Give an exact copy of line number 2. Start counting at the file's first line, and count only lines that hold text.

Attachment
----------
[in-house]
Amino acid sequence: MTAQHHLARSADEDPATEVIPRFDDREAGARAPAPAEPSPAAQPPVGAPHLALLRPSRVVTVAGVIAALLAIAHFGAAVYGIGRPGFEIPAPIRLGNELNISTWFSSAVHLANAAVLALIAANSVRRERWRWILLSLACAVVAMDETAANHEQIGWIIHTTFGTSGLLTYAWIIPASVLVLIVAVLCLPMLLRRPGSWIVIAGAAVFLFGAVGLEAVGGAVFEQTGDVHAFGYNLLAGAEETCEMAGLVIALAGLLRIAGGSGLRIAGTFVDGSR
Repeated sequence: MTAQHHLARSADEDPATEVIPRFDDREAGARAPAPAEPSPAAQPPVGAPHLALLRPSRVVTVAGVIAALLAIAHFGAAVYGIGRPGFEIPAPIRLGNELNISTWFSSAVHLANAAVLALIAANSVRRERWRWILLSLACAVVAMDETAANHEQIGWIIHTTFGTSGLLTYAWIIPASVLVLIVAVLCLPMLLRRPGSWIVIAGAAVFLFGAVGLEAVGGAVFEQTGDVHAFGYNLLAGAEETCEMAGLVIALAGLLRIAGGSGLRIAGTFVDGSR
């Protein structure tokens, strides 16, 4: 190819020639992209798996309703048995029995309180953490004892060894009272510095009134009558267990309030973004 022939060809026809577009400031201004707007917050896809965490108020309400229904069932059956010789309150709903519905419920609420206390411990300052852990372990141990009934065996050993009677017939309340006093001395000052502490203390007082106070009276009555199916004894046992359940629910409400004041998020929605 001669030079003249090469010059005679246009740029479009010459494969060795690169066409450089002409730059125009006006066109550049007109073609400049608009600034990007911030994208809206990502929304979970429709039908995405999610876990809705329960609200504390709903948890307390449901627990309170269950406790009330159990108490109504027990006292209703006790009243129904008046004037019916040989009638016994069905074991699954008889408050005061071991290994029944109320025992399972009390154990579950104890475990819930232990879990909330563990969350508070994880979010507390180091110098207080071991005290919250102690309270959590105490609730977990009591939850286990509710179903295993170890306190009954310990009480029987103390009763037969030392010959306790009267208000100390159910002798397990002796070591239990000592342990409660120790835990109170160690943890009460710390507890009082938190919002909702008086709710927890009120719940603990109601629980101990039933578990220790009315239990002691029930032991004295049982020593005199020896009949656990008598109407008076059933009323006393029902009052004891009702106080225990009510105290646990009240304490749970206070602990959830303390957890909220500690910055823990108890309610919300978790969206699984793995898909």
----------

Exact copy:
Amino acid sequence: MTAQHHLARSADEDPATEVIPRFDDREAGARAPAPAEPSPAAQPPVGAPHLALLRPSRVVTVAGVIAALLAIAHFGAAVYGIGRPGFEIPAPIRLGNELNISTWFSSAVHLANAAVLALIAANSVRRERWRWILLSLACAVVAMDETAANHEQIGWIIHTTFGTSGLLTYAWIIPASVLVLIVAVLCLPMLLRRPGSWIVIAGAAVFLFGAVGLEAVGGAVFEQTGDVHAFGYNLLAGAEETCEMAGLVIALAGLLRIAGGSGLRIAGTFVDGSR